Off-campus UMass Amherst users: To download campus access dissertations, please use the following link to log into our proxy server with your UMass Amherst user name and password.

Non-UMass Amherst users: Please talk to your librarian about requesting this dissertation through interlibrary loan.

Dissertations that have an embargo placed on them will not be available to anyone until the embargo expires.


Access Type

Open Access Thesis

Document Type


Degree Program

Neuroscience & Behavior

Degree Type

Master of Science (M.S.)

Year Degree Awarded


Month Degree Awarded



Rotating shift work, irregular sleep patterns and jetlag disrupt circadian rhythms, induce or aggravate disease, and produce deficits in cognitive function. Internal misalignment, a state in which abnormal phase relationships prevail between and within organs, is widely proposed to account for these adverse effects of circadian disruption. This hypothesis has been difficult to test because phase shifts of the entraining environmental cycle lead to transient desynchrony. Thus, it remains possible that phase shifts, regardless of internal desynchrony, account for adverse effects of circadian disruption. I have used the duper mutant hamster, whose locomotor activity rhythms re-entrain 5-fold faster than wild types after a phase shift of 8 hours, to test whether internal desynchrony can account for adverse effects of jet lag on adult neurogenesis. I subjected wild type and duper female hamsters to alternating 8h phase advances and delays of the LD cycle at 16-day intervals. I injected 5-Bromo-2’-deoxyuridine (BrdU, a thymidine analogue) after the 4th shift and collected brains after the 8th shift. As expected, mutants re-entrained activity rhythms more rapidly than did wild types. On the other hand, estrous cycles, as assessed by vaginal smears, were rarely disrupted by repeated phase shifts in either genotype.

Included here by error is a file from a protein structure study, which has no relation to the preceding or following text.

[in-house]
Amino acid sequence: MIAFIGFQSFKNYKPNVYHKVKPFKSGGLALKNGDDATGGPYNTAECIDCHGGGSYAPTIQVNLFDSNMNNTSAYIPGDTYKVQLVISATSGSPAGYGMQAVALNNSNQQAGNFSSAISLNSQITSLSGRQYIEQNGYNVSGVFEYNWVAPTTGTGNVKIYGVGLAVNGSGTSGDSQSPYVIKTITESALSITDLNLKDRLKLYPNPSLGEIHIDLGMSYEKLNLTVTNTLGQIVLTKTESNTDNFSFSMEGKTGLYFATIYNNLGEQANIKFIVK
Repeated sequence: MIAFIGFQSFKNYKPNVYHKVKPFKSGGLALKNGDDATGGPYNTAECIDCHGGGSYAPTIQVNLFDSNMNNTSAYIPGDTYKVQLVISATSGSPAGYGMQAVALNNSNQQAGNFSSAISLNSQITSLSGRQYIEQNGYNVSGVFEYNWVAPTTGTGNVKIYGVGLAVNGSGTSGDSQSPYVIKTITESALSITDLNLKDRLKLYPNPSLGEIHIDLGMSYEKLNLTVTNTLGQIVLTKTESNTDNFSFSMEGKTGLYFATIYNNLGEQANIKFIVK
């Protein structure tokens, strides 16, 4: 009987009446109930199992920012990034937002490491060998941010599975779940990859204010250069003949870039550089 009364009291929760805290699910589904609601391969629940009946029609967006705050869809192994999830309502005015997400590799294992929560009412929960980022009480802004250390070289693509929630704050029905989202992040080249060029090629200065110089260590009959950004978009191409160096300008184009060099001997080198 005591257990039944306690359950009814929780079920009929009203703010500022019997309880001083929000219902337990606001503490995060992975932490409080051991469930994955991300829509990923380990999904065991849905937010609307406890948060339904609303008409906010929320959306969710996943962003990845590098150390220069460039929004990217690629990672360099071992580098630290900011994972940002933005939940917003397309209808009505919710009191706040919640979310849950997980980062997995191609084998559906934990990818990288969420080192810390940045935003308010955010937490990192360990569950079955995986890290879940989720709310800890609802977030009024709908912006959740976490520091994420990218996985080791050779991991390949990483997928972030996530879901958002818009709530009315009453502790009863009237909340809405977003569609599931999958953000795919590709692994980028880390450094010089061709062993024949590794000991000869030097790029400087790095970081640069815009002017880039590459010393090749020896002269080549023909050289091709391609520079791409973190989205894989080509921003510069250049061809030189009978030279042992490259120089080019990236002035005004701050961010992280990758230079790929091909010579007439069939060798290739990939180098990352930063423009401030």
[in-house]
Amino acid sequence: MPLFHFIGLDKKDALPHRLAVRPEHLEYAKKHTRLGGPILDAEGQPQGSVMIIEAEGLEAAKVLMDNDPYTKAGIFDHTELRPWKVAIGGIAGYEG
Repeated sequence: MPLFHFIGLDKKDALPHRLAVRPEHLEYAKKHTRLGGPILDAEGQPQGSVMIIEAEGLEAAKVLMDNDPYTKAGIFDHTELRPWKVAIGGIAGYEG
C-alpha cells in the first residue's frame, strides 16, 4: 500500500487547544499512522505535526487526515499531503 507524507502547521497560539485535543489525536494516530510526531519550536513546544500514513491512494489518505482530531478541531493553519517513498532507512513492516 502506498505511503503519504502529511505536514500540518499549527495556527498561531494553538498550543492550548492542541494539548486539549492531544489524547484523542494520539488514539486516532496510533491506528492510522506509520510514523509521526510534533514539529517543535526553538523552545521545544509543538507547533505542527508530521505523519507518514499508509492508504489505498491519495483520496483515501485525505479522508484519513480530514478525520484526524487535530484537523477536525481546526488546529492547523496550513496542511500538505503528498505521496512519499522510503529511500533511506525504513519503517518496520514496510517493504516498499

I next compared cell proliferation and neurogenesis in the subgranular zone of the hippocampus between Duper mutants and wild type siblings using the S-phase marker BrdU and the neuronal marker NeuN. I assessed the total number of BrdU cells in the subgranular zone of the hippocampus, as the proportion that expressed NeuN. Duper mutants had more BrdU-ir cells, and more BrdU+/NeuN+ cells than did wild types, whether or not they experienced phase shifts, revealing an unexpected increase in neurogenesis. Surprisingly, repeated phase shifts increased neurogenesis in WT but not duper hamsters. Despite the increase in neurogenesis, phase shifts reduced the number of adult-born non-neuronal (BrdU+/NeuN-) cells in WT hamsters but had no such effect on duper mutants. In addition, the duper mutation increases hippocampal neurogenesis regardless of circadian. Our results suggest that adult-born non-neuronal cells are most vulnerable to circadian disruption, and that internal desynchrony promotes their demise. disruption.


First Advisor

Eric Bittman

Second Advisor

Joseph Bergan

Third Advisor

Rolf Karlstrom